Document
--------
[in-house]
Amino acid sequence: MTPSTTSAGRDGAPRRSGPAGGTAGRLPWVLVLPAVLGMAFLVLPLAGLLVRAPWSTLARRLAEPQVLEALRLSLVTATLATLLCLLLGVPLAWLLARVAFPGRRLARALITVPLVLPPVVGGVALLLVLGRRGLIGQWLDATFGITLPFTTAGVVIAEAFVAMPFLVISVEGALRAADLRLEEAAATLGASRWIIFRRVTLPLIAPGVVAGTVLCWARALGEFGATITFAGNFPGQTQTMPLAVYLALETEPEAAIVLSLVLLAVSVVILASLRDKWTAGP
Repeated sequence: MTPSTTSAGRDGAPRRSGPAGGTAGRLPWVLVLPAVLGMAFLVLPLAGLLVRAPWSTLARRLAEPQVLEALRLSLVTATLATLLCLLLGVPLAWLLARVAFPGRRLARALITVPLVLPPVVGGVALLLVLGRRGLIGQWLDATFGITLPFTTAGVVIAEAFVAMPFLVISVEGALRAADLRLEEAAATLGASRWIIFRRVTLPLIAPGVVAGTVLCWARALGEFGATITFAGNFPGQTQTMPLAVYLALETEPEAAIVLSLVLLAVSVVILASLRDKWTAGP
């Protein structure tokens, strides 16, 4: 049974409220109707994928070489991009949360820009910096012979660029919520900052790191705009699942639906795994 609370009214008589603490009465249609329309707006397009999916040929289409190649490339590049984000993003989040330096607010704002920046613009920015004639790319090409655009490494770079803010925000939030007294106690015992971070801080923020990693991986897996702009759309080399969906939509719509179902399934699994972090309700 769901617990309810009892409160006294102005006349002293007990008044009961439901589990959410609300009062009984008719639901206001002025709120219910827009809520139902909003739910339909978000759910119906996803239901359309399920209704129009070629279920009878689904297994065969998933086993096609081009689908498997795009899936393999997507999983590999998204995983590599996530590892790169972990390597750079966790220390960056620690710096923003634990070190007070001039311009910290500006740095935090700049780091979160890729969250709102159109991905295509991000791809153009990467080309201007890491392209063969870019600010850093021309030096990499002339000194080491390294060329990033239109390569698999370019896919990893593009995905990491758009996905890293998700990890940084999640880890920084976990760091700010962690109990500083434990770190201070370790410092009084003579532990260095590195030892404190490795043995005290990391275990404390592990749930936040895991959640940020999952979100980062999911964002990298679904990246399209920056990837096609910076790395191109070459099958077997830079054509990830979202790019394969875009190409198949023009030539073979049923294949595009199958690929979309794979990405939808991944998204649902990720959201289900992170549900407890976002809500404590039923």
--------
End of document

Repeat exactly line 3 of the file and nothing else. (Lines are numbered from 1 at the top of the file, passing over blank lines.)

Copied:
Repeated sequence: MTPSTTSAGRDGAPRRSGPAGGTAGRLPWVLVLPAVLGMAFLVLPLAGLLVRAPWSTLARRLAEPQVLEALRLSLVTATLATLLCLLLGVPLAWLLARVAFPGRRLARALITVPLVLPPVVGGVALLLVLGRRGLIGQWLDATFGITLPFTTAGVVIAEAFVAMPFLVISVEGALRAADLRLEEAAATLGASRWIIFRRVTLPLIAPGVVAGTVLCWARALGEFGATITFAGNFPGQTQTMPLAVYLALETEPEAAIVLSLVLLAVSVVILASLRDKWTAGP